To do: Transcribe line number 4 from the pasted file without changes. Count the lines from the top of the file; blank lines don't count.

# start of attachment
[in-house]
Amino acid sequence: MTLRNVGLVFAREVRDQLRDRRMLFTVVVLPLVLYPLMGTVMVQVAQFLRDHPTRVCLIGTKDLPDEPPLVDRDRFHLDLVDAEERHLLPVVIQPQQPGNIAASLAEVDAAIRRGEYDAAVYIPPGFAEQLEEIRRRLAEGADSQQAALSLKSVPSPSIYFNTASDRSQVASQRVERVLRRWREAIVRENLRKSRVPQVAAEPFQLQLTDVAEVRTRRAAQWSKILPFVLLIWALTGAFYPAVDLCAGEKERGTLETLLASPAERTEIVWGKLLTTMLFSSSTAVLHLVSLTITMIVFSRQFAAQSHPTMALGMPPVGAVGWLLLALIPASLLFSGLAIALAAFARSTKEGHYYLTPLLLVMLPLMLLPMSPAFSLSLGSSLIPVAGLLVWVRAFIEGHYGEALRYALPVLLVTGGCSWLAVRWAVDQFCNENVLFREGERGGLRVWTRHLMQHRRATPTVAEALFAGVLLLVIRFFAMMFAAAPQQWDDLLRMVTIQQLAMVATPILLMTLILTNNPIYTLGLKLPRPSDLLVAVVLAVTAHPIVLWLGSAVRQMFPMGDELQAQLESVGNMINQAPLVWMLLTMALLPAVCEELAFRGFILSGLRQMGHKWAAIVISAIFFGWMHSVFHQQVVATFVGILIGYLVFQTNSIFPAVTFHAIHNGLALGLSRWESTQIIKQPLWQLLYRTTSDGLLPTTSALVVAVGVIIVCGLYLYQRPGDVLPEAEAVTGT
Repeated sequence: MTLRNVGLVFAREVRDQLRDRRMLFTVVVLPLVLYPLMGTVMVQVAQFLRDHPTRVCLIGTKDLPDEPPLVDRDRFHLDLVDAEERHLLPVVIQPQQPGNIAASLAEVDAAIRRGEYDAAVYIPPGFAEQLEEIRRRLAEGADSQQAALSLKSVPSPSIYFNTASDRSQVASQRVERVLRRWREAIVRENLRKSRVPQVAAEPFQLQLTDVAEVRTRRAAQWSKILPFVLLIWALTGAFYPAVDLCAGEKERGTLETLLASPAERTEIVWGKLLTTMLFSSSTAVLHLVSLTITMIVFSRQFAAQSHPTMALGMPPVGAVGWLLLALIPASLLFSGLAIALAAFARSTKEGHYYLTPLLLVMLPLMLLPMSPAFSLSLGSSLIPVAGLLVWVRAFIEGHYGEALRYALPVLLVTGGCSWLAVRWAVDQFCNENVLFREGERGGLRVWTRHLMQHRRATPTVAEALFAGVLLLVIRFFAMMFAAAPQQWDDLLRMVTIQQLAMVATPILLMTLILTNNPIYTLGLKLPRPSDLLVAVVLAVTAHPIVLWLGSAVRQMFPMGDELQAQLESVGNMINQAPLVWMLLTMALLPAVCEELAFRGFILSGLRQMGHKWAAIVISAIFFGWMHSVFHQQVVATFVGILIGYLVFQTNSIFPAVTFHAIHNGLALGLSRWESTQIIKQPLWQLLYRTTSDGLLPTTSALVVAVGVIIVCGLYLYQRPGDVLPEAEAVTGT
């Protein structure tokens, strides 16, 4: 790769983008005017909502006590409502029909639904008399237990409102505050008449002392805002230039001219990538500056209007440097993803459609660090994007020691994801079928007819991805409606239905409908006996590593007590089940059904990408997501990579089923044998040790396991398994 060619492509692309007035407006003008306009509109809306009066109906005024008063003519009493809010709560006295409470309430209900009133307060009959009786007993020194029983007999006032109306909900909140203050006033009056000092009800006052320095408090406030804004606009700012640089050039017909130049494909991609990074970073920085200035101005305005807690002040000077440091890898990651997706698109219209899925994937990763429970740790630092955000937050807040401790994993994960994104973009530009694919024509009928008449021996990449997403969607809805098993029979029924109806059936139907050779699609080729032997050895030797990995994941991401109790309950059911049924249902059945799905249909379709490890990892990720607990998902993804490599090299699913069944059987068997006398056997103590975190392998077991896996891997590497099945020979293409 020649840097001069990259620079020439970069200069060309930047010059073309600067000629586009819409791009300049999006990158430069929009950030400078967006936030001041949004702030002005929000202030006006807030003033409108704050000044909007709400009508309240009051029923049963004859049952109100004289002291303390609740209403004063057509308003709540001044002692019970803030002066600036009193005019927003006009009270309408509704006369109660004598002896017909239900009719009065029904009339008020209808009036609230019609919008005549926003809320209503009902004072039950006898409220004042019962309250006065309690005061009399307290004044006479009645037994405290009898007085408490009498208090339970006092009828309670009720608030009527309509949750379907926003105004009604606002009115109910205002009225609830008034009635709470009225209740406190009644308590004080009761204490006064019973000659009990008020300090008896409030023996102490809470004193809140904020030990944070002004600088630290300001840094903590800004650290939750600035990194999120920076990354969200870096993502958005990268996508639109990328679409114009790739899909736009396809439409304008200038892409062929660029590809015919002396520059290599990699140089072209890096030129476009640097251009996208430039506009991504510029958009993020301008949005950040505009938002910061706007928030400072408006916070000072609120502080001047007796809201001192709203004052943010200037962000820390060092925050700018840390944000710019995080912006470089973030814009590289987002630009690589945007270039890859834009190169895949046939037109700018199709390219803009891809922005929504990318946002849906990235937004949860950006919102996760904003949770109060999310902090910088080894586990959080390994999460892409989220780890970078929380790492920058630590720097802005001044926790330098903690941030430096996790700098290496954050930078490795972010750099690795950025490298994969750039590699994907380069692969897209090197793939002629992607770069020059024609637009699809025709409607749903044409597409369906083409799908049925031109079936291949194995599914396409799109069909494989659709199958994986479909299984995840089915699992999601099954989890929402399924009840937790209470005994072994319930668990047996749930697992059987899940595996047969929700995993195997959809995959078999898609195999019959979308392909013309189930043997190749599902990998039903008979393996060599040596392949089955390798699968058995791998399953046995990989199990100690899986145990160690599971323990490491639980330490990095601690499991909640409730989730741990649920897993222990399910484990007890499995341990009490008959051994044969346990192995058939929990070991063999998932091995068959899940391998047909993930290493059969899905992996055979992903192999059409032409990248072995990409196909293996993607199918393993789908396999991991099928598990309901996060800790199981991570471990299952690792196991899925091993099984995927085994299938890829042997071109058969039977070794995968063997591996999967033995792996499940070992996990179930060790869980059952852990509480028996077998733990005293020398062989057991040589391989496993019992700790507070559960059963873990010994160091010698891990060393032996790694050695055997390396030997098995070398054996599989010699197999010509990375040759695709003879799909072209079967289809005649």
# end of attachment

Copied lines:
């Protein structure tokens, strides 16, 4: 790769983008005017909502006590409502029909639904008399237990409102505050008449002392805002230039001219990538500056209007440097993803459609660090994007020691994801079928007819991805409606239905409908006996590593007590089940059904990408997501990579089923044998040790396991398994 060619492509692309007035407006003008306009509109809306009066109906005024008063003519009493809010709560006295409470309430209900009133307060009959009786007993020194029983007999006032109306909900909140203050006033009056000092009800006052320095408090406030804004606009700012640089050039017909130049494909991609990074970073920085200035101005305005807690002040000077440091890898990651997706698109219209899925994937990763429970740790630092955000937050807040401790994993994960994104973009530009694919024509009928008449021996990449997403969607809805098993029979029924109806059936139907050779699609080729032997050895030797990995994941991401109790309950059911049924249902059945799905249909379709490890990892990720607990998902993804490599090299699913069944059987068997006398056997103590975190392998077991896996891997590497099945020979293409 020649840097001069990259620079020439970069200069060309930047010059073309600067000629586009819409791009300049999006990158430069929009950030400078967006936030001041949004702030002005929000202030006006807030003033409108704050000044909007709400009508309240009051029923049963004859049952109100004289002291303390609740209403004063057509308003709540001044002692019970803030002066600036009193005019927003006009009270309408509704006369109660004598002896017909239900009719009065029904009339008020209808009036609230019609919008005549926003809320209503009902004072039950006898409220004042019962309250006065309690005061009399307290004044006479009645037994405290009898007085408490009498208090339970006092009828309670009720608030009527309509949750379907926003105004009604606002009115109910205002009225609830008034009635709470009225209740406190009644308590004080009761204490006064019973000659009990008020300090008896409030023996102490809470004193809140904020030990944070002004600088630290300001840094903590800004650290939750600035990194999120920076990354969200870096993502958005990268996508639109990328679409114009790739899909736009396809439409304008200038892409062929660029590809015919002396520059290599990699140089072209890096030129476009640097251009996208430039506009991504510029958009993020301008949005950040505009938002910061706007928030400072408006916070000072609120502080001047007796809201001192709203004052943010200037962000820390060092925050700018840390944000710019995080912006470089973030814009590289987002630009690589945007270039890859834009190169895949046939037109700018199709390219803009891809922005929504990318946002849906990235937004949860950006919102996760904003949770109060999310902090910088080894586990959080390994999460892409989220780890970078929380790492920058630590720097802005001044926790330098903690941030430096996790700098290496954050930078490795972010750099690795950025490298994969750039590699994907380069692969897209090197793939002629992607770069020059024609637009699809025709409607749903044409597409369906083409799908049925031109079936291949194995599914396409799109069909494989659709199958994986479909299984995840089915699992999601099954989890929402399924009840937790209470005994072994319930668990047996749930697992059987899940595996047969929700995993195997959809995959078999898609195999019959979308392909013309189930043997190749599902990998039903008979393996060599040596392949089955390798699968058995791998399953046995990989199990100690899986145990160690599971323990490491639980330490990095601690499991909640409730989730741990649920897993222990399910484990007890499995341990009490008959051994044969346990192995058939929990070991063999998932091995068959899940391998047909993930290493059969899905992996055979992903192999059409032409990248072995990409196909293996993607199918393993789908396999991991099928598990309901996060800790199981991570471990299952690792196991899925091993099984995927085994299938890829042997071109058969039977070794995968063997591996999967033995792996499940070992996990179930060790869980059952852990509480028996077998733990005293020398062989057991040589391989496993019992700790507070559960059963873990010994160091010698891990060393032996790694050695055997390396030997098995070398054996599989010699197999010509990375040759695709003879799909072209079967289809005649």